California voters could decide this November



California voters could make it legal to wager on sports games this year while also taking a big step forward in the state’s fight against homelessness.

Four sports betting measures proposed for the November ballot could raise anywhere from tens of millions to hundreds of millions of dollars a year in taxes, licensing fees and other contributions. Three promise to spend at least a portion of that revenue on programs for homelessness and mental health, creating California’s first ongoing revenue stream to target the crisis on our streets. Several big-city mayors – including Oakland’s Libby Schaaf – already are lining up behind the proposal that could bring in the most money to help the Bay Area’s nearly 30,000 unhoused residents.

All but one of the initiatives have yet to qualify for the ballot, but if they do, they face a potentially fierce battle as deep-pocketed gambling interests fight for control of the lucrative new market. And backers will have to contend with voters who may be skeptical about the betting industry’s ability to make a meaningful dent in the deeply entrenched problem of homelessness.

Proponents of the California Solutions to Homelessness and Mental Health Support Act, supported by Schaaf, have raised $100 million and collected more than 25% of the roughly 1.1 million signatures they need by spring to qualify for the ballot.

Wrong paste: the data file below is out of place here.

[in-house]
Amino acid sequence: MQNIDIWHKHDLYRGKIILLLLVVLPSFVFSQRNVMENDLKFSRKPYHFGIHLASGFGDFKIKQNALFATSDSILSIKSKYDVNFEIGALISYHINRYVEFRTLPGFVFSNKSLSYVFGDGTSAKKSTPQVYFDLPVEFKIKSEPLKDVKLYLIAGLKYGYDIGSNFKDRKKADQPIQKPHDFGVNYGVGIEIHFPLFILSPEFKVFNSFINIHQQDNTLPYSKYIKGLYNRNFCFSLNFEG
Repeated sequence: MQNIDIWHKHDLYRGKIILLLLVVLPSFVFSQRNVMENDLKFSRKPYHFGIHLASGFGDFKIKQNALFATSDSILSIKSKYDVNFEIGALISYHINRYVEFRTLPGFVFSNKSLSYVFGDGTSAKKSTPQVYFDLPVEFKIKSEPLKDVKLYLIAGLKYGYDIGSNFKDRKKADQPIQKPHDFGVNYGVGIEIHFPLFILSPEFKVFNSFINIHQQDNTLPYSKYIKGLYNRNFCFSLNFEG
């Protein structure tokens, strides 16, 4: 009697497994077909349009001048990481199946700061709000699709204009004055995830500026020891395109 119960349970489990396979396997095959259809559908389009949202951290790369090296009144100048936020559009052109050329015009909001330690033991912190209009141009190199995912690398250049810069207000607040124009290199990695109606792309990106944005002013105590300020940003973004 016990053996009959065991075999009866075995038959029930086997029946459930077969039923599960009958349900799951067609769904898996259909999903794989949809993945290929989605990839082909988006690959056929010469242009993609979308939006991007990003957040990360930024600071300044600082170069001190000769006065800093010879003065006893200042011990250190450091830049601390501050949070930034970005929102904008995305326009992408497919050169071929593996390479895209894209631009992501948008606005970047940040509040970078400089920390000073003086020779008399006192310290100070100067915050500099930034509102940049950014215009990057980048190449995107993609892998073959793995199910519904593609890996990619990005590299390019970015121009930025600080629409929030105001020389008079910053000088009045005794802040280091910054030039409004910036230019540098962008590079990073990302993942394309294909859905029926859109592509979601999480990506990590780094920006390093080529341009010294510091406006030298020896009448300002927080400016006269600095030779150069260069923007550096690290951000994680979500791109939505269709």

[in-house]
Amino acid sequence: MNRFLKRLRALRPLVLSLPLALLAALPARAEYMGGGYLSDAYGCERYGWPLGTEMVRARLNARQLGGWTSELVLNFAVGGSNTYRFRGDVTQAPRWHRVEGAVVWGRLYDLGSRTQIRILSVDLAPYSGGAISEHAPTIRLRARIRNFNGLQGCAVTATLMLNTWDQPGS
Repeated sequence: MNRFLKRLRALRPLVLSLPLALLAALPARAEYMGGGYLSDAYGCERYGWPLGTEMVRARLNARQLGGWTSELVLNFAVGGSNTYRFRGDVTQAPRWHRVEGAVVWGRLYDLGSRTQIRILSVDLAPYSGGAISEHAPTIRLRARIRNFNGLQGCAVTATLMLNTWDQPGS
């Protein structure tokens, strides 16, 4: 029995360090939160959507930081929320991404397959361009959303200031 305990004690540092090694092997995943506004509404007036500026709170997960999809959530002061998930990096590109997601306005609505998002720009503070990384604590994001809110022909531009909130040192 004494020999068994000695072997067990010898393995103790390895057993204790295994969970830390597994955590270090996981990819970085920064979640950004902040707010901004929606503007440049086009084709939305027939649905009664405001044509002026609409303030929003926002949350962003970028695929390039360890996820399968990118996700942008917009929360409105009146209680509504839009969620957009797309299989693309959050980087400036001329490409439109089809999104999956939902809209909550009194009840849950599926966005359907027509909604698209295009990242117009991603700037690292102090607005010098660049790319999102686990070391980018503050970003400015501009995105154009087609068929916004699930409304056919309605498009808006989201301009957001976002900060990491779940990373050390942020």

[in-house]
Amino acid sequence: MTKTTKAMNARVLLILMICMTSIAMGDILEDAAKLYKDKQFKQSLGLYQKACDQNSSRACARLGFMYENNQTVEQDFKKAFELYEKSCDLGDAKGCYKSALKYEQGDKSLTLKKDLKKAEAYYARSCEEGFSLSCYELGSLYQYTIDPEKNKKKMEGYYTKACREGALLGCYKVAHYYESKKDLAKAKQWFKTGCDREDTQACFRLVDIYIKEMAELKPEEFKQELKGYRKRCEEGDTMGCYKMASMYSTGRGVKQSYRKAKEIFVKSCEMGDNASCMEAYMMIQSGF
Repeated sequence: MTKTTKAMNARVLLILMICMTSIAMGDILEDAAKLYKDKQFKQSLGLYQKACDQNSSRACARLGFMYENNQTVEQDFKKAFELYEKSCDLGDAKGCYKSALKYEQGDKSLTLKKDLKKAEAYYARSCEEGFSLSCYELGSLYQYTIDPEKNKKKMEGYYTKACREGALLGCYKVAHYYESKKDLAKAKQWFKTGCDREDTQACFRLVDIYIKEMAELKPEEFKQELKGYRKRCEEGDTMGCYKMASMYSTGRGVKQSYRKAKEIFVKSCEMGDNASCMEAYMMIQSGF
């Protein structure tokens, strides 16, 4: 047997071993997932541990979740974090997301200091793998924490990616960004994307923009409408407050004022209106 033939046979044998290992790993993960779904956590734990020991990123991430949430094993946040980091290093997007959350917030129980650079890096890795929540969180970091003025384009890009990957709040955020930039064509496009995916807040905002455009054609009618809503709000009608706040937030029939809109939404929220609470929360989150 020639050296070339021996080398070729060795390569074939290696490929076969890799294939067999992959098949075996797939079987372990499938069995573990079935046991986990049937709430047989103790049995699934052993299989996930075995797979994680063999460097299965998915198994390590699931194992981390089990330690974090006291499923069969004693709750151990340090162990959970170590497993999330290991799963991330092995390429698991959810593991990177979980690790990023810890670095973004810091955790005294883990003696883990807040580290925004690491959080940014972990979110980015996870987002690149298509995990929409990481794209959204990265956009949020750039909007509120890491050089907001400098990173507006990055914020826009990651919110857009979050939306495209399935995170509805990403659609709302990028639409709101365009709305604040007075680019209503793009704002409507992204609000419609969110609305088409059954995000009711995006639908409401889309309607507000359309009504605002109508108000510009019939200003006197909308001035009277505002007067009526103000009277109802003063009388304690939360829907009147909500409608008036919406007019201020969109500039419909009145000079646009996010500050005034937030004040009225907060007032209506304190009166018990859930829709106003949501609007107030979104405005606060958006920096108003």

“Unfortunately, we have a huge homelessness problem in California. And it’s turned into a permanent problem, and we need a permanent source of funding for it,” said Kurt Oneto, legal counsel for the campaign supporting the measure. The initiative is backed by sports betting companies including FanDuel and DraftKings, which would reap significant financial benefits if it passes.

The U.S. Supreme Court ended the federal prohibition on sports betting in 2018, opening the doors for states to legalize the practice. About 30 states have taken that step so far. Although many Californians already bet on sports in unregulated forums, lawmakers failed to come up with a plan to legalize the practice and unite the state’s various gambling interests. As a result, voters may have to wade through competing and confusing measures.

Gambling operations for years have garnered public support by pledging money to social causes – such as the Lottery, which won over Californians in the 1980s by promising to help fund public educationBut while the Lottery funnels billions to schools, it has by no means been the silver bullet to fix our education system. Voters know that, and they know how hard homelessness is to solve, said Jack Pitney, a Claremont McKenna College politics professor. That could make it harder to pass sports wagering measures.

“I wouldn’t take this as a sure bet,” Pitney said.